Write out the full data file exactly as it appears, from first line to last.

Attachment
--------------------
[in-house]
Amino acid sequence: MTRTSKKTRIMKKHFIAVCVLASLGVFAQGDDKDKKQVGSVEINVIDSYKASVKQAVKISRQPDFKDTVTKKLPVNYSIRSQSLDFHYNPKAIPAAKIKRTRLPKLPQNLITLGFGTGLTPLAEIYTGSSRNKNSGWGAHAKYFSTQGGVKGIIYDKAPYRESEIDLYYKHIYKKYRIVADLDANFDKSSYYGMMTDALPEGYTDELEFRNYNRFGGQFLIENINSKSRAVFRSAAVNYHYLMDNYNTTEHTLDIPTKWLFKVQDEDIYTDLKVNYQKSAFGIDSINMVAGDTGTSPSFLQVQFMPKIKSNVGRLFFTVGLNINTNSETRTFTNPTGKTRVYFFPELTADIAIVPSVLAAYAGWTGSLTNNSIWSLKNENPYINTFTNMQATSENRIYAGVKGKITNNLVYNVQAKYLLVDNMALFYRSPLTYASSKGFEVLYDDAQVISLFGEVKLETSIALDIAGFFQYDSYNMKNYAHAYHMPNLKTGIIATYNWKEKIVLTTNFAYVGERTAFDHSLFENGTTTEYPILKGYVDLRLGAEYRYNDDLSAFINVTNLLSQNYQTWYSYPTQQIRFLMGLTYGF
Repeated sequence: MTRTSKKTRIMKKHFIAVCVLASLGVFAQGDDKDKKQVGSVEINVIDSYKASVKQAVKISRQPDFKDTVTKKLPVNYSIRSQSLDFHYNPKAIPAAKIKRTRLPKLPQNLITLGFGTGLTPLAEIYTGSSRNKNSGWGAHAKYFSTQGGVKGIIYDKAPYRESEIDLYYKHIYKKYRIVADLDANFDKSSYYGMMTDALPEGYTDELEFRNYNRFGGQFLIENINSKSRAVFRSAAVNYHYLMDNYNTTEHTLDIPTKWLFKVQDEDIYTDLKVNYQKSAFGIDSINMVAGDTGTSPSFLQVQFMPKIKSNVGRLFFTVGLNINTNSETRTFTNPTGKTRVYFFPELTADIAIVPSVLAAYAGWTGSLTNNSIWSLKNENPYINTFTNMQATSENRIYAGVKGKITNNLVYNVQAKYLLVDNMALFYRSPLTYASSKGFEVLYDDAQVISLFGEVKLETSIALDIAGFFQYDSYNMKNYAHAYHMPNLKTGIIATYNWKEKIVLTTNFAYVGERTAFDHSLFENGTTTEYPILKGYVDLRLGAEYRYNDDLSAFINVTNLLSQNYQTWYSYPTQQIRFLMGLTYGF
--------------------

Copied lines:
[in-house]
Amino acid sequence: MTRTSKKTRIMKKHFIAVCVLASLGVFAQGDDKDKKQVGSVEINVIDSYKASVKQAVKISRQPDFKDTVTKKLPVNYSIRSQSLDFHYNPKAIPAAKIKRTRLPKLPQNLITLGFGTGLTPLAEIYTGSSRNKNSGWGAHAKYFSTQGGVKGIIYDKAPYRESEIDLYYKHIYKKYRIVADLDANFDKSSYYGMMTDALPEGYTDELEFRNYNRFGGQFLIENINSKSRAVFRSAAVNYHYLMDNYNTTEHTLDIPTKWLFKVQDEDIYTDLKVNYQKSAFGIDSINMVAGDTGTSPSFLQVQFMPKIKSNVGRLFFTVGLNINTNSETRTFTNPTGKTRVYFFPELTADIAIVPSVLAAYAGWTGSLTNNSIWSLKNENPYINTFTNMQATSENRIYAGVKGKITNNLVYNVQAKYLLVDNMALFYRSPLTYASSKGFEVLYDDAQVISLFGEVKLETSIALDIAGFFQYDSYNMKNYAHAYHMPNLKTGIIATYNWKEKIVLTTNFAYVGERTAFDHSLFENGTTTEYPILKGYVDLRLGAEYRYNDDLSAFINVTNLLSQNYQTWYSYPTQQIRFLMGLTYGF
Repeated sequence: MTRTSKKTRIMKKHFIAVCVLASLGVFAQGDDKDKKQVGSVEINVIDSYKASVKQAVKISRQPDFKDTVTKKLPVNYSIRSQSLDFHYNPKAIPAAKIKRTRLPKLPQNLITLGFGTGLTPLAEIYTGSSRNKNSGWGAHAKYFSTQGGVKGIIYDKAPYRESEIDLYYKHIYKKYRIVADLDANFDKSSYYGMMTDALPEGYTDELEFRNYNRFGGQFLIENINSKSRAVFRSAAVNYHYLMDNYNTTEHTLDIPTKWLFKVQDEDIYTDLKVNYQKSAFGIDSINMVAGDTGTSPSFLQVQFMPKIKSNVGRLFFTVGLNINTNSETRTFTNPTGKTRVYFFPELTADIAIVPSVLAAYAGWTGSLTNNSIWSLKNENPYINTFTNMQATSENRIYAGVKGKITNNLVYNVQAKYLLVDNMALFYRSPLTYASSKGFEVLYDDAQVISLFGEVKLETSIALDIAGFFQYDSYNMKNYAHAYHMPNLKTGIIATYNWKEKIVLTTNFAYVGERTAFDHSLFENGTTTEYPILKGYVDLRLGAEYRYNDDLSAFINVTNLLSQNYQTWYSYPTQQIRFLMGLTYGF